Need mulch? Our mulch pile is currently stocked in the parking area on Columbus Crossing near the Town Hall. We will continue to replenish the pile throughout the spring and summer. This is a free service for Penfield residents in partnership with Monroe County DES. After grinding all the fall and winter debris we should have an impressive supply.
As a reminder, brush drop-off is open to residents year-round Monday through Friday, 7:30 AM–3:00 PM, except holidays.
Please make note of the following events and activities:
- DPW will host its annual Spring Drop-off at the 1607 Jackson Road Facility on Friday, May 17, 7:30 AM–5:00 PM and Saturday, May 18, 9:00 AM–3:00 PM. This service is for Penfield residents only. We will accept general household refuse; furniture; metals; appliances; lawn mowers with fluids drained; vehicle batteries; concrete, brush, and tree limbs; and unmounted passenger vehicle tires (four per resident limit). We cannot accept propane tanks; household electronics including computers and accessories, printers, copiers; TVs; grass clippings and leaves; motorized vehicles; and/or hazardous materials.
- Highway crews will conduct their annual oil and stone treatment program on approximately 13.5 miles of town roads and micro pave a number of cul-de-sacs and circles. Both processes extend road surface life. Details will be posted at www.penfield.org and letters will be mailed out to all residents living on streets scheduled to be treated.
- Highway crews will also be undertaking a road reconstruction project on Old Penfield Road between the west side of the bridge over Irondequoit Creek and Penfield Road (CR 269).
- DPW crews will also be working on a project to expand the parking lot at LaSalle’s Landing Park.
- DPW will continue to work on drainage tasks including catch basin replacements in the Beacon Hills neighborhood as well as cast-in-place pipe lining under Panorama Trail. Several additional projects are also scheduled for the summer season.
- We are continuing to work on a few projects to support the town’s goals of becoming more energy efficient. Although we are not responsible for the installation, this past fall, DPW was busy preparing a site on the DPW complex for a new solar array being installed by Tesla (formerly Solar City). The agreement with Tesla is a power purchase agreement (PPA). With this PPA, Tesla pays the entire cost of equipment and materials up front and no Penfield taxpayer money is being spent on the project. Over time, the new system will provide approximately 70–75 percent of the electrical usage of our town facilities. The solar array is expected to be operational once RG&E grants the “permission to operate” mid to late February.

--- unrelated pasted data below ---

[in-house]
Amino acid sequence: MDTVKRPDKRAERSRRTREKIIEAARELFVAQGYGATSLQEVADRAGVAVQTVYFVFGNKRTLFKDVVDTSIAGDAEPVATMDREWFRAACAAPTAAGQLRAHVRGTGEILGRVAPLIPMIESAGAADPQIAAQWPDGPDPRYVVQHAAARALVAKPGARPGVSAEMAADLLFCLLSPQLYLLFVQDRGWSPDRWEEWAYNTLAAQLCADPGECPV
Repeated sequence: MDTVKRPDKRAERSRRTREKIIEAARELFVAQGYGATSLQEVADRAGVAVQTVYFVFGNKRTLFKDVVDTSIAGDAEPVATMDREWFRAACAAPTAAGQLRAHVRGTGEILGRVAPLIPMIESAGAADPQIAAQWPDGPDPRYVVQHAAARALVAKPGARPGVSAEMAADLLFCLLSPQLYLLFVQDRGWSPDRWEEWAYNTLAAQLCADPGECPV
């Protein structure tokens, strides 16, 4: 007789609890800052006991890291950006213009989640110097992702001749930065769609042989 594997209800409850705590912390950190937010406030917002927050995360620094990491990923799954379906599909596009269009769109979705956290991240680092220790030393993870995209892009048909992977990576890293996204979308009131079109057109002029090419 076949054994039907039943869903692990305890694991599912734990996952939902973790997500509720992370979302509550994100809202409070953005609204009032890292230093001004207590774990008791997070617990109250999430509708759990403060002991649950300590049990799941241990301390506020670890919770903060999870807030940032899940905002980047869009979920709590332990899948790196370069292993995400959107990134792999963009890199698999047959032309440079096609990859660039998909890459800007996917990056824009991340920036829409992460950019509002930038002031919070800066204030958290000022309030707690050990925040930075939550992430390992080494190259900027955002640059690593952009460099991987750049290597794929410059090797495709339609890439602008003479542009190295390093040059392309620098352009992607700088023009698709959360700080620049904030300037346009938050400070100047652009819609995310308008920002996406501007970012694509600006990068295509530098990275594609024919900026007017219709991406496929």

- We will also continue to convert the town’s street lights to LED in an effort to upgrade the lighting.
- If you are a parent or grandparent, please join us for our popular heavy equipment show for children at the Penfield Public Library on July 18. Watch the library website for details. Children and adults love to see and climb around the impressive DPW heavy equipment. Bring your camera!
- If you need to dispose of household hazardous waste please note the Monroe County Department of Environmental Service (DES) has moved our traditional spring collection to the fall. Please keep an eye out on the website for the date, time, and location. Schedule your required appointment and learn more at http://www.monroecounty.gov/hhw.
We have a wonderful group of dedicated people working at the Penfield DPW. Public safety and the safety of our employees is our highest priority, guiding our decision-making every day.
When you are out driving in your car—whether in a snow storm or on a beautiful summer day—please pay attention to the posted signage and our flag people and follow their directions. Please remember to always give heavy equipment and plows the room they need to perform their jobs. We want to ensure that at the end of each day, our valued employees return to their families in the same healthy condition in which they reported to work.
Thank you and enjoy the rest of the winter, spring, and summer!